In a state that can lay claim to being Brazil’s largest domestic importer of sugar – unlike the lush and humid coastline, most of the Bahian semi-arid interior is unsuitable for agriculture – Agrovale is undisputed market leader, supplying 80 percent of Bahia’s sugar and ethanol. Indeed, sales within Bahia represent 70 percent of the company’s business, while neighboring Pernambuco accounts for the remaining 30 percent.

A SUSTAINABLE FUTURE
Deciding how much focus to give to the production of sugar versus alcohol is a question the company struggles with based on fluctuating market factors that affect the price of both products. “As a commodity, the price of sugar is decided on the international market,” explains Farias. “In the last five years, sugar prices have soared to historic heights, due in part to droughts in India, a traditional exporter, which will actually have to import this year.”

“As a result, this year sugar accounted for 90 percent of our production while alcohol was only 10 percent. Normally, however, we prefer to have a more balanced ratio of 60 (sugar): 40 (alcohol). Our ideal, however, is to have a reversible plant where we can use all facilities to produce 100 percent sugar and then turn around and produce 100 percent alcohol. At the moment, while we have the capacity to do 90 percent sugar, we can only do around 60 to 70 percent in terms of alcohol.”

It’s hardly surprising that Agrovale is looking at ways of ramping up alcohol production. Long a pioneer in the use of sugar cane ethanol as an alternate fuel, today all Brazilian automobiles are flex fuel vehicles that run on a mixture of both gas and alcohol. Due to low prices, rising environmental concerns, and government legislation, the market is quickly growing. As president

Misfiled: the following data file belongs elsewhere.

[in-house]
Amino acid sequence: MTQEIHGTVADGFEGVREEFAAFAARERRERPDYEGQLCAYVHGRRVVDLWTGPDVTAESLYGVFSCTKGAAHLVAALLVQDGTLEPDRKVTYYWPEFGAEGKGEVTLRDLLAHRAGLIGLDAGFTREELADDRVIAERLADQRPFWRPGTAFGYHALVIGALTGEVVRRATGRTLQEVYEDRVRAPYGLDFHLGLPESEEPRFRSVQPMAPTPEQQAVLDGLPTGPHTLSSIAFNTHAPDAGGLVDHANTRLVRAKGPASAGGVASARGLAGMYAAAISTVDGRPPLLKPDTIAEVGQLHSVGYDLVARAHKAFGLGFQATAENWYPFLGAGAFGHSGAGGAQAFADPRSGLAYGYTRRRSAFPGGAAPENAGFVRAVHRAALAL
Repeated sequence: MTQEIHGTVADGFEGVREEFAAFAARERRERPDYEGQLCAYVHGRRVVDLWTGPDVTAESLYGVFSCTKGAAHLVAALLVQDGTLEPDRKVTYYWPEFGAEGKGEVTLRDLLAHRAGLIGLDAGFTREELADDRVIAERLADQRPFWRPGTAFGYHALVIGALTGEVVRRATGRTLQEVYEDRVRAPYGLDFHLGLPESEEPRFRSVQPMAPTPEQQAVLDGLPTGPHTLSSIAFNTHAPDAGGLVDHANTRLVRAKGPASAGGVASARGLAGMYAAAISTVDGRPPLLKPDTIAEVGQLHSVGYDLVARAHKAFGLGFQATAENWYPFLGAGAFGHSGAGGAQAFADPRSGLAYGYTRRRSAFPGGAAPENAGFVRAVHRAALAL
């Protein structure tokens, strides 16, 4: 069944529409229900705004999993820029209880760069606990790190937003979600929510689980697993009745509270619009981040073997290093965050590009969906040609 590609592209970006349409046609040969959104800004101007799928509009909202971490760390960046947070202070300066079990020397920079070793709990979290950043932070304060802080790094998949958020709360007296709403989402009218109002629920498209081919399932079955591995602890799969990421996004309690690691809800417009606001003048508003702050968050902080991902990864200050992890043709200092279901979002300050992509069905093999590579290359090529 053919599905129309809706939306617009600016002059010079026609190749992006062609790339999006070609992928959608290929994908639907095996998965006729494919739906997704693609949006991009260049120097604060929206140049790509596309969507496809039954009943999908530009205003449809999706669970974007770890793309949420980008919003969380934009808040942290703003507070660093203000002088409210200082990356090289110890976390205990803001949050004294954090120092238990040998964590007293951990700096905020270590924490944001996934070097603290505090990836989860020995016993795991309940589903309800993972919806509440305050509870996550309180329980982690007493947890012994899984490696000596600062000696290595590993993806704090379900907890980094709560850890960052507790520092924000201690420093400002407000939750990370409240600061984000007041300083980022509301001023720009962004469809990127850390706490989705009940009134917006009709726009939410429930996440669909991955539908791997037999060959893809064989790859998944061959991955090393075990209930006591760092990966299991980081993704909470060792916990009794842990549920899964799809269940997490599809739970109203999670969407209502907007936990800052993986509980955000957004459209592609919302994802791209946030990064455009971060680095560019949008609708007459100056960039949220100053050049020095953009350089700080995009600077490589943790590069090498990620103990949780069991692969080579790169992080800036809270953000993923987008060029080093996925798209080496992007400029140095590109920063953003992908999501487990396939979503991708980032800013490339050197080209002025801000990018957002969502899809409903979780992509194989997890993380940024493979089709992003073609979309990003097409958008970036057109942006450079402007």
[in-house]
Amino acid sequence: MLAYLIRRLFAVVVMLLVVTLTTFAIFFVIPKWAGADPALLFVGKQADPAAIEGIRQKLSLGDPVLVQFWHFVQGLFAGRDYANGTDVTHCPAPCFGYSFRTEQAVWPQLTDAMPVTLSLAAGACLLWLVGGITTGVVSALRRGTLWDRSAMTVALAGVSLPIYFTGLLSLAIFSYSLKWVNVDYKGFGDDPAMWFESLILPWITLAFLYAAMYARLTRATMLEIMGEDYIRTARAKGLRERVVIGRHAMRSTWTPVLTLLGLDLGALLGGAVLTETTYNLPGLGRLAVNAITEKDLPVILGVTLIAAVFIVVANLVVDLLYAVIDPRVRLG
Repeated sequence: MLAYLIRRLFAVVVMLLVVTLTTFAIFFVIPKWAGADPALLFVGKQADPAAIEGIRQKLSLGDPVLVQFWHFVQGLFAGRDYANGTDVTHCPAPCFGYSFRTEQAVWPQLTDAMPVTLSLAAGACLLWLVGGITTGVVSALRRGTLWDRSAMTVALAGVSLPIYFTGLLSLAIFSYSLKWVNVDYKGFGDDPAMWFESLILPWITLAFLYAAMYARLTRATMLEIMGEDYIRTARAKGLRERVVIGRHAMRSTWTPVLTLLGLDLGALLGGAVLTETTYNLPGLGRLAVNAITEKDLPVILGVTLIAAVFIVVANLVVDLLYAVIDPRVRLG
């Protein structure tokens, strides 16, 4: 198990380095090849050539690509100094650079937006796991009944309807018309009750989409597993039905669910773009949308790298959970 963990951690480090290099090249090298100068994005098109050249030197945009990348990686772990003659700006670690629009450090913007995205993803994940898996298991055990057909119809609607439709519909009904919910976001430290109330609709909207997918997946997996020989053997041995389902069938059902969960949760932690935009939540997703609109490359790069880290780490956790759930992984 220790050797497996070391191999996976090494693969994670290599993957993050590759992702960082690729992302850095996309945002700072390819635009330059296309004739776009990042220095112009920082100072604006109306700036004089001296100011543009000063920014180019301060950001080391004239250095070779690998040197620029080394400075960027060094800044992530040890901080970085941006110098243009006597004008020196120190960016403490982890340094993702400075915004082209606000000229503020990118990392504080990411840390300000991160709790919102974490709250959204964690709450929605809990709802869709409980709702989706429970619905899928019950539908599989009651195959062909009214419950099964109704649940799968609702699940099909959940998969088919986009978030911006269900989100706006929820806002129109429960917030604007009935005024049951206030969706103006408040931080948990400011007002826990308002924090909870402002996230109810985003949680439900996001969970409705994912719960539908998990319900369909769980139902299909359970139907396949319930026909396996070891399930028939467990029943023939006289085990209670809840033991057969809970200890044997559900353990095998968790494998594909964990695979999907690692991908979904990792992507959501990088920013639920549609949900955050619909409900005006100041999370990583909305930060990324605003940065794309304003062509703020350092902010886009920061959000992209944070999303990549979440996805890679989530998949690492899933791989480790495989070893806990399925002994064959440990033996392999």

of Bahia’s union of sugar and alcohol producers, Farias closely follows both national and global industry trends. “The world is looking for a clean fuel, and non-polluting ethanol, combined with gas instead of lead, has a great future,” he declares. “Ethanol will eventually become a commodity and when it does, Brazil is ideally positioned to supply the worlds’ needs.”

As it is, sugar – or rather sugar’s bi-product, bagasse (the cane’s leftover fibers) – already supplies Agrovale’s needs. From the beginning, the company has used bagasse to generate energy (via the steam created from the clean burning of this biodegradable fuel) at its own 14MW plant. Since it only consumes 6.5MW, the remaining 7.5MW is sold to third parties. Meanwhile, already in the planning stages is the creation of a new plant capable of generating 50MW. Expected to go into operation by 2012, the project marries two traits that have defined Agrovale since the beginning: innovation and environmental sustainability.

Indeed, aside from using bagasse as a source of energy, Agrovale also markets it to farmers as feed for livestock as well as organic fertilizer for crops. Committed to incorporating the industry’s latest technology, the company is also on the cutting edge in terms of the process it uses for refining its sugar. Instead of using sulfur, which is the industry norm, the company has been a pioneer in the use of ozone (which is already naturally in the atmosphere). As a result, Agrovale’s sugar is free of the chemical elements of most industrial sugars. As Farias points out, success is much sweeter when a company can take comfort in the fact that its product has a beneficial impact on the environment as well on the people who consume it.